The auto industry’s on a mission to turn our cars into rolling tech hubs.
Cars have their own Wi-Fi hotspots and Bluetooth built-in. Apple CarPlay and Android Auto are proliferating the automotive landscape from Chevrolet to Ferrari.
The idea is so common now, we almost take it for granted. Like, of course yo can stream movies and work remotely from the passenger seat.
But what about older cars? The 1990s Toyota Camrys and Jeeps from the early 2000s? Some of those vehicles — typically equipped with nothing more than CD players and radios — won’t navigate you around traffic, or send text messages on voice command.
So companies like Drivemode are bringing cars built during the flip phone years up to speed with the smartphone age.
The concept is basically this: Drivemode, an app built by two Harvard Business School grads, operates on the notion that you can have a modern infotainment experience in your older car without having to upgrade the car’s original equipment.
“That should be easy,” Drivemode CEO Yo Koga told Business Insider. Koga said when he moved from Boston to San Francisco, he bought a new car that had a lacklustre tech interface. “It wasn’t connected, and it looked like a computer from the ’80s,” he said. So, he resorted to using his smartphone for navigation.
“But the smartphone interface is not great either,” he said, “it’s not optimised for driving; it’s got little buttons. It’s not safe.”
For the disconnected car crowd
Drivemode cofounder, HK Ueda, says they created the Android app to give people who drive older cars a way to enjoy a connected-car experience. “We started by giving it navigation functionality,” Ueda told us, as we weaved around San Francisco’s busy downtown streets.
Ueda is an alum of Tesla Motors. He spent his early career launching the Model S and Tesla’s Gigafactory.
With a smartphone docked inside the dash console of a Honda HR-V — Honda’s newest compact crossover SUV — the Drivemode app mimicked a native infotainment interface. The driver can operate navigation, handsfree calling and messaging, and the phone’s music player using the Honda’s steering wheel controls.
The car’s rear backup camera and blindspot camera also display on the phone.
Honda, Panasonic and Drivemode teamed up to develop this particular car, which foregoes a traditional in-dash audio system for a simple smartphone dock.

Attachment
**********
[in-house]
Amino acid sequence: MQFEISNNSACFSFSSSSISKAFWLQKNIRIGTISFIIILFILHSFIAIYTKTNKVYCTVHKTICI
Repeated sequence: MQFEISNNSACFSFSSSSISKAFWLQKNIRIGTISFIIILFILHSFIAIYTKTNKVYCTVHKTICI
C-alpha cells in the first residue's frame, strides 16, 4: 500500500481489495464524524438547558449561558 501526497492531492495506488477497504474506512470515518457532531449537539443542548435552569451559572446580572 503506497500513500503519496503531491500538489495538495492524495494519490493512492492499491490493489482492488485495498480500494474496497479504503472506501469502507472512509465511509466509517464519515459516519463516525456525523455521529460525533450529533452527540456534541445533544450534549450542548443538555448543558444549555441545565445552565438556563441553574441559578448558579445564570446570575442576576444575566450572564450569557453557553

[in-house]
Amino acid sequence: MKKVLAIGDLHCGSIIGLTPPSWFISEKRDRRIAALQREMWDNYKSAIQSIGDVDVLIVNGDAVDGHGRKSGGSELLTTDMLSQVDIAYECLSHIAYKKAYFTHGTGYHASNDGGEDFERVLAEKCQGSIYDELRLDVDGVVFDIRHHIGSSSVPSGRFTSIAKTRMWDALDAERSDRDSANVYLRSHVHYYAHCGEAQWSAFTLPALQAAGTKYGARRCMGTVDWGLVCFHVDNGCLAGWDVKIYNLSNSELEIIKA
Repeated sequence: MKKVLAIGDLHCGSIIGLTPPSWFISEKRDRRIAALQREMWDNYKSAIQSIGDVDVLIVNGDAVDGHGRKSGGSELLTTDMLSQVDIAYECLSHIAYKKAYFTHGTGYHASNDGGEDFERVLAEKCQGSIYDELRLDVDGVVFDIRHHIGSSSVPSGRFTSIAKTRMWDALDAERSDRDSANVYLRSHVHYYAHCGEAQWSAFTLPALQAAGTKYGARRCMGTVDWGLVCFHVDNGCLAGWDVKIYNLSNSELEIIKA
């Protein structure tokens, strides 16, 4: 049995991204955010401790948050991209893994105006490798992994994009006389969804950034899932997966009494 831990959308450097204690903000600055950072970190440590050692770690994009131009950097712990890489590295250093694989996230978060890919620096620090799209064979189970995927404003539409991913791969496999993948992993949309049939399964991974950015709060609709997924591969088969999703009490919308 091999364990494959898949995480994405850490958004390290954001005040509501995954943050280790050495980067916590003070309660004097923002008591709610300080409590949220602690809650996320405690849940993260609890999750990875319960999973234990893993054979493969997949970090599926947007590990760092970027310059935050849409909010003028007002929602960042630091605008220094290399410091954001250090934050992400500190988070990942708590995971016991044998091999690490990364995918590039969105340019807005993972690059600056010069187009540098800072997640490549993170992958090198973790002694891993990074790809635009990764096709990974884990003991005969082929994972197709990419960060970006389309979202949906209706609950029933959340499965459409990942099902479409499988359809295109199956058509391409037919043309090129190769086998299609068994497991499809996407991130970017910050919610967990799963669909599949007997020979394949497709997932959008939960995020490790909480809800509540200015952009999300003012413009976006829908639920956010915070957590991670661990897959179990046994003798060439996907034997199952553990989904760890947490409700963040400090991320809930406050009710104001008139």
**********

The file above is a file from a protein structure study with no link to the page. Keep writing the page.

“Honda reached out to us and suggested building this as a prototype,” Ueda explained. “It simulates a car in which your smartphone is the car’s only in-dash computing device.”
Koga and Ueda say that Drivemode is designed so that you can operate it without having to look directly at the phone’s screen. Bright colours and intuitive animation denote switching between menus, and you can swipe anywhere on the screen to navigate within the app — no need to take your eyes off the road to find the right buttons to tap.
“Cognitive distraction is just as dangerous as visual distraction,” Ueda said, “we want to avoid you having to think about your phone while you’re using your phone in the car.”
It would seem technology like this is a step backward.
Automakers and Silicon Valley are working hard to make our cars smarter. And most new cars are going to have upgraded electronics at some point. But, as of 2015, the average vehicle on the road in the US is nearly 12 years old, according to the research firm, IHS.
Those vehicles were likely in development for some years before they ever hit the road, making it conceivable that the technology in those cars is even older. The guys at Drivemode say they believe it will take time for new in-car technologies to make a dent in the real world.
There is evidence to support this. Rand McNally, the company best-known for its maps and atlases, is one of Drivemode’s competitors.
The startup has raised at least $2.65 million in angel and seed funding, with a Series A round planned in the coming months. Drivemode has more than 400,000 users so far, Ueda tells BI — adding that they have seen significant growth internationally.
“This is a global problem. Everyone wants to use their smartphone in the car.”
You can watch the full Drivemode demo here:
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